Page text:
To add to the challenges faced by the airmen, much of their reconnaissance information was collected using a mixture of the human eye – often deceived by a combination of altitude and visibility, particularly in sunlight, haze or the smoky conditions of a battlefield – and rudimentary cameras which had a tendency to freeze at altitude. Add to this a lack of training in the interpretation of photographs and insufficient personnel to attempt to work out what the images captured by the pilots showed, and it is something of a testament to the RFC that so much of the information they brought back was regarded as being of great utility. Here again, though, 1915 marked the point at which the question of photography began to be addressed properly, with the development of a camera designed for aerial use (the uninspiringly-named ‘Type A’ ) and training in the art of photographic interpretation.
It is easy to criticise the RFC for a lack of training in this regard, but it must be remembered that those involved were working from first principles, deriving their knowledge of what certain objects looked like from above by flying over their own lines, taking photographs of known installations and the objects therein before developing their photographic plates and seeing what the objects photographed looked like when seen from the air.
There was little that the RFC could do to address these technical issues, but by September 1915, the bid to standardise on a single aircraft type had moved on, particularly as more squadrons arrived in France. In First Wing, three of the four squadrons were equipped with either the BE2 or Morane Parasol. These were capable machines which could be used for bombing as well as their main role of observation. Second Wing was not in such a happy position, but Third Wing’s three squadrons had standardised. Two used the BE2 (plus one single-seat ‘scout’ on charge), while the third unit – 11 Squadron – was the first RAF fighter squadron, employing the Vickers FB5 ‘Gunbus’.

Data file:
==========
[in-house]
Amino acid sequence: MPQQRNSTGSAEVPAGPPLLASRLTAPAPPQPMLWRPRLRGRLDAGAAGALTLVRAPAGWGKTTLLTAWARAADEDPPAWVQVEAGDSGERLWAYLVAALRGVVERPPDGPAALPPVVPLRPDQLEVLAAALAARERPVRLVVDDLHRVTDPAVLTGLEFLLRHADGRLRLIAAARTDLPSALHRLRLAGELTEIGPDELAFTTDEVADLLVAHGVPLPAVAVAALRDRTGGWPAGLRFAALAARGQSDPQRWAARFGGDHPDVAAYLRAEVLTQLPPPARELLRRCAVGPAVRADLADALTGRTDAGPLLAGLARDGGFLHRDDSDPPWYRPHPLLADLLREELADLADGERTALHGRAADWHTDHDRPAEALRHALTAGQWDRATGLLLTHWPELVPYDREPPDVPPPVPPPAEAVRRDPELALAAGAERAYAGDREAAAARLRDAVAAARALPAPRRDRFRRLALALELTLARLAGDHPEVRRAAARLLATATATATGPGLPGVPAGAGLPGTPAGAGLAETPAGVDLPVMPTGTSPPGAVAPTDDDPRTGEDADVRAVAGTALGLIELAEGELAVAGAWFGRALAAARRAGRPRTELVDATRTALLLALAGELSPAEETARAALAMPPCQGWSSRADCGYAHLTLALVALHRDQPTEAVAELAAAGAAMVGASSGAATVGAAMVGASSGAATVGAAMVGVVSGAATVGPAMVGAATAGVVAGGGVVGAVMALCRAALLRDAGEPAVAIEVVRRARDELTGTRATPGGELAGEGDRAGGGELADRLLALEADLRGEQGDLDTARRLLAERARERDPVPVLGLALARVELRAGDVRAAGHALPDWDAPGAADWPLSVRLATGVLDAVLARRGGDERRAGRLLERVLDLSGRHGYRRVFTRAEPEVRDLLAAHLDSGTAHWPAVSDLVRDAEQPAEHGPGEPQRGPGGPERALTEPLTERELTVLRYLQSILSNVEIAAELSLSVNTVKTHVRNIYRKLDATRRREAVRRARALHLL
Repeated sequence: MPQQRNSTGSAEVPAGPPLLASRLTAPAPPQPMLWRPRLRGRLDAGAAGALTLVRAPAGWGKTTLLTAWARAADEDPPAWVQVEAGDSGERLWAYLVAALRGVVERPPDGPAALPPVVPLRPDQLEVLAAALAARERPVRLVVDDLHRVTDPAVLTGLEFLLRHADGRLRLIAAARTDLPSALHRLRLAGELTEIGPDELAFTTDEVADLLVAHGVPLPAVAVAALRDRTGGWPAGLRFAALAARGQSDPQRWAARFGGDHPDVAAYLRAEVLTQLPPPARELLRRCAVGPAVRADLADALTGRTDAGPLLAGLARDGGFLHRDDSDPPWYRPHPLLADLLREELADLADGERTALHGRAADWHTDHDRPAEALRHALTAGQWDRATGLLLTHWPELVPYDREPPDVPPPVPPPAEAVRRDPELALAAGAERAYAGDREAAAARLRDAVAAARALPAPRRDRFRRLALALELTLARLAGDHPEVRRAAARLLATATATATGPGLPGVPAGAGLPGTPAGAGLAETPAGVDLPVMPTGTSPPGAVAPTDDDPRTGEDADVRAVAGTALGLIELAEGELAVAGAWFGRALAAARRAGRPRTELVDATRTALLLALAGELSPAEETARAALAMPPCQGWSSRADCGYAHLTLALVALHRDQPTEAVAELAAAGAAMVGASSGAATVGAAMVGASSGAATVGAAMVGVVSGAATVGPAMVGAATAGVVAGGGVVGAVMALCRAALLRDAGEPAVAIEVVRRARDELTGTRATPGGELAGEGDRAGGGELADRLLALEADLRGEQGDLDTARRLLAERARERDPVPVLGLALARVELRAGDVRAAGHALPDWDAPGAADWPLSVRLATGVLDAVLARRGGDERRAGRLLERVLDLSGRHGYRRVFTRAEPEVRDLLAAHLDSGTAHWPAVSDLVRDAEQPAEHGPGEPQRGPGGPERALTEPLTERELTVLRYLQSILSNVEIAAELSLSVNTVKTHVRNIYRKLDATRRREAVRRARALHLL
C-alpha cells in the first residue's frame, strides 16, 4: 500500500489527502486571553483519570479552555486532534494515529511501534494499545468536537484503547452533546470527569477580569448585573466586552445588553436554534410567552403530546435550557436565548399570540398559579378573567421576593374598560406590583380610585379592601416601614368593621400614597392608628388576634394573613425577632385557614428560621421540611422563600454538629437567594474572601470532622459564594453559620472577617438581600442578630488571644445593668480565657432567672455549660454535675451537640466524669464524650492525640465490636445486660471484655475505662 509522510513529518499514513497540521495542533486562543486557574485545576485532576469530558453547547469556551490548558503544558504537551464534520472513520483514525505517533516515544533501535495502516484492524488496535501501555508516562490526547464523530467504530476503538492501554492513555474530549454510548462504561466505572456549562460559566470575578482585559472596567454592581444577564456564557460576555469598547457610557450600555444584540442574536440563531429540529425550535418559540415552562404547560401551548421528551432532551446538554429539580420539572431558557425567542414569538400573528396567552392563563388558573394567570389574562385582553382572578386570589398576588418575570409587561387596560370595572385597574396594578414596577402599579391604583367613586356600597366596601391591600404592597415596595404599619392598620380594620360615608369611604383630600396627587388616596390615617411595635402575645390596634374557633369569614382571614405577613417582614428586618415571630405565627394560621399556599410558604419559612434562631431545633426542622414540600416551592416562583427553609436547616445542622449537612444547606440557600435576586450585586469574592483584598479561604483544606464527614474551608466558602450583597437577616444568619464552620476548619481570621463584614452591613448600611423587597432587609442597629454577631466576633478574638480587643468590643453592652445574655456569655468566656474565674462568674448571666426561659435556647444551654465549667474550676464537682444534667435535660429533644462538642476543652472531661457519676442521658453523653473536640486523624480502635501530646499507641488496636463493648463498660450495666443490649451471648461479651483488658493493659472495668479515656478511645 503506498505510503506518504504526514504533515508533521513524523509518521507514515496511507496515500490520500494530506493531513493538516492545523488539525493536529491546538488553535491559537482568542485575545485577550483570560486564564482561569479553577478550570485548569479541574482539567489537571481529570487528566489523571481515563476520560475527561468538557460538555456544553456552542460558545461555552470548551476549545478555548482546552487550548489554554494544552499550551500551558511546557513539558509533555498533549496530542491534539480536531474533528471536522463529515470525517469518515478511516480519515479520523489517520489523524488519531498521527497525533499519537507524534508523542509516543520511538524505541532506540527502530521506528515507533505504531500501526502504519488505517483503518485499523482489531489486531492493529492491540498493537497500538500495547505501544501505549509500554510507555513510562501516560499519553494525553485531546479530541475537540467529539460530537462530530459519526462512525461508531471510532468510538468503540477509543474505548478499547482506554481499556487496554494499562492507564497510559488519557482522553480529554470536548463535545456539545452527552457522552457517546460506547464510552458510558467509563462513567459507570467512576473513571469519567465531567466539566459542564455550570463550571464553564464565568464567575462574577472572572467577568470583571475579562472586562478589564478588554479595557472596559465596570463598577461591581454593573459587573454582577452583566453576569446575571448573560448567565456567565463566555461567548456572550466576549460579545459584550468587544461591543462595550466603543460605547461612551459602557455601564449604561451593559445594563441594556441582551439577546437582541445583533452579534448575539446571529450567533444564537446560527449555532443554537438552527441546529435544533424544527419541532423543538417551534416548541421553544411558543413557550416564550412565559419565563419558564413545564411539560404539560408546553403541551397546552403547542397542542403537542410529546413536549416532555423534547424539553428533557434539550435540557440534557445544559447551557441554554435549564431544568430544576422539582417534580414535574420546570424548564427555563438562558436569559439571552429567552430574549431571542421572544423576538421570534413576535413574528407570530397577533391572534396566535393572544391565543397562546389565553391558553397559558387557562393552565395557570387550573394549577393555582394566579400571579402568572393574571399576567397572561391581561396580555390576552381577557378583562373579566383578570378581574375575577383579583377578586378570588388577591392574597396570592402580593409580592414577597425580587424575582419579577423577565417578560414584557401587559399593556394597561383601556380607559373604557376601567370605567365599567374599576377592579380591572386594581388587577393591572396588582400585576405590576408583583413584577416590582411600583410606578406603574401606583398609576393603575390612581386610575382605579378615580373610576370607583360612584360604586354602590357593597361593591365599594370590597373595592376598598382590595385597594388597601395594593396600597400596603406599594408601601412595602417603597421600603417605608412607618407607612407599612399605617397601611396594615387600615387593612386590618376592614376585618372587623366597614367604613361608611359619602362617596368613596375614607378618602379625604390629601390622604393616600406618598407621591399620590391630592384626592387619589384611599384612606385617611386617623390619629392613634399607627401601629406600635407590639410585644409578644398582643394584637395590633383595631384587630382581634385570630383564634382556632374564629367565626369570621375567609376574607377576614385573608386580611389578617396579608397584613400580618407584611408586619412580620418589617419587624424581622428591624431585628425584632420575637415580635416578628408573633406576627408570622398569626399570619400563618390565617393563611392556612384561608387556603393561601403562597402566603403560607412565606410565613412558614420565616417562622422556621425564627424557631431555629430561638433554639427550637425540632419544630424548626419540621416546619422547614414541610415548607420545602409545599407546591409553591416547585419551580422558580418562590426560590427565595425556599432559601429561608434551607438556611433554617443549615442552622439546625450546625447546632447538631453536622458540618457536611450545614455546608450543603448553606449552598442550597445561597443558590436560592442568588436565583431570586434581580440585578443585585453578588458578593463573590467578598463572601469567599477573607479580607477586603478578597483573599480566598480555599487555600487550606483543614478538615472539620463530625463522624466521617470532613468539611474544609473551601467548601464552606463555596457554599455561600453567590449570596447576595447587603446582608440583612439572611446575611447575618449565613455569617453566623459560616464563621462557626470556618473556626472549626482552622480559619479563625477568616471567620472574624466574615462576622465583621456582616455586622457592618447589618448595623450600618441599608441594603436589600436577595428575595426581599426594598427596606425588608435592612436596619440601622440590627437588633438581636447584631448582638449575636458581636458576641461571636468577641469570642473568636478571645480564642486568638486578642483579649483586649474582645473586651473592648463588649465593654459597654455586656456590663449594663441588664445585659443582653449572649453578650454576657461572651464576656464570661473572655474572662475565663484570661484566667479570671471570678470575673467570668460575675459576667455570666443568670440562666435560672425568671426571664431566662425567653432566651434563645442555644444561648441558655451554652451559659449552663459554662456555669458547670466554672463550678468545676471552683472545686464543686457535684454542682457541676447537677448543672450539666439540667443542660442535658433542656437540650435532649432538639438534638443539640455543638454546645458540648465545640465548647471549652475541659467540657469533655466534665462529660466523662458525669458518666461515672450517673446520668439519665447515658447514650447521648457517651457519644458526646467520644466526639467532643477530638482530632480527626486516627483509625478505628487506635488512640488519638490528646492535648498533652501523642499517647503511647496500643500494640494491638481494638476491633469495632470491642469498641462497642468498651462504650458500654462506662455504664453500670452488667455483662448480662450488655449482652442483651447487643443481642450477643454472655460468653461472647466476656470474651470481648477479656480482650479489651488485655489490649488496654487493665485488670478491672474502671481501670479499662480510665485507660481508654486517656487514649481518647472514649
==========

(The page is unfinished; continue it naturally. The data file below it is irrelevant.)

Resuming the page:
The importance of gaining control of the air to enable operations was recognised long before the war, but sporadic efforts at air fighting finally blossomed into significant combat during the summer and autumn of 1915. The use of a fixed forward firing gun with interrupter gear pioneered by the Fokker Eindekker gave the Germans the upper hand, causing the RFC considerable angst as reconnaissance and artillery observation sorties were attacked on a regular basis, and losses increased. Again, there was little that the RFC could do but wait for the arrival of more fighter squadrons.
In addition to the growing air combat role, the use of aircraft for the purpose of bombardment had been adopted. Accurate bombing was exceptionally difficult, requiring pilots to fly low – and in the teeth of ground fire – if they were to stand any chance of getting their bombs near to the target. Yet even though such attacks were largely ineffective, they had at least a nuisance value, and sometimes – through a combination of pilot skill and luck – fairly significant damage was caused to German targets, particularly rail links.
The growth of air fighting and bombing gathered pace throughout the summer of 1915, but mainly served as an illustration of what would come, particularly as the RFC’s new commander in France, Brigadier-General Hugh Trenchard held an aggressive view as to the ways in which aircraft should be employed to support the BEF.
Thus, by early September 1915, the RFC was still developing into an effective force. There were deficiencies in equipment and training; the flying corps was still relatively small and faced a serious challenge from German fighters. Conversely, there was a growing awareness throughout the BEF – with Haig at the forefront – of how aircraft could make a meaningful contribution to operations through reconnaissance, artillery spotting, and bombing. The battle of Loos was to provide the first test, as will be discussed in a subsequent post.
Image: A Royal Aircraft Factory B.E.2, which had been captured by the German army in 1915, via Wikimedia Commons.